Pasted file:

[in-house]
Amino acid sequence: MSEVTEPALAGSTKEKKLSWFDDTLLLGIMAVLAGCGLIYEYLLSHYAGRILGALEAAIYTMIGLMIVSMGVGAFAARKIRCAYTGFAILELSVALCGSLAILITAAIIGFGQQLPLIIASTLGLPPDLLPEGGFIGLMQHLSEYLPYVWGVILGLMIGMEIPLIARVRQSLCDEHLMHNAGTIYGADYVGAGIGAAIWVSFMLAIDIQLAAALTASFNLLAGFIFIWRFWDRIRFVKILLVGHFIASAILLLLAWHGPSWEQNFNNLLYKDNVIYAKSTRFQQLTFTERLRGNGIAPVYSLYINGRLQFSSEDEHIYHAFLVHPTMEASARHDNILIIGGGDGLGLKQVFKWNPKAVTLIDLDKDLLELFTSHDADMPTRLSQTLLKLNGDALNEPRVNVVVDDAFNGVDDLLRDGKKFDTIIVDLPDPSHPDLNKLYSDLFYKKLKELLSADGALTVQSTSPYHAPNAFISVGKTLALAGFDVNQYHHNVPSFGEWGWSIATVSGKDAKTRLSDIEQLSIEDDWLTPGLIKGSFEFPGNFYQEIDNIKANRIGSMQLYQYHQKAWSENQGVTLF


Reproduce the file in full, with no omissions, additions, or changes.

[in-house]
Amino acid sequence: MSEVTEPALAGSTKEKKLSWFDDTLLLGIMAVLAGCGLIYEYLLSHYAGRILGALEAAIYTMIGLMIVSMGVGAFAARKIRCAYTGFAILELSVALCGSLAILITAAIIGFGQQLPLIIASTLGLPPDLLPEGGFIGLMQHLSEYLPYVWGVILGLMIGMEIPLIARVRQSLCDEHLMHNAGTIYGADYVGAGIGAAIWVSFMLAIDIQLAAALTASFNLLAGFIFIWRFWDRIRFVKILLVGHFIASAILLLLAWHGPSWEQNFNNLLYKDNVIYAKSTRFQQLTFTERLRGNGIAPVYSLYINGRLQFSSEDEHIYHAFLVHPTMEASARHDNILIIGGGDGLGLKQVFKWNPKAVTLIDLDKDLLELFTSHDADMPTRLSQTLLKLNGDALNEPRVNVVVDDAFNGVDDLLRDGKKFDTIIVDLPDPSHPDLNKLYSDLFYKKLKELLSADGALTVQSTSPYHAPNAFISVGKTLALAGFDVNQYHHNVPSFGEWGWSIATVSGKDAKTRLSDIEQLSIEDDWLTPGLIKGSFEFPGNFYQEIDNIKANRIGSMQLYQYHQKAWSENQGVTLF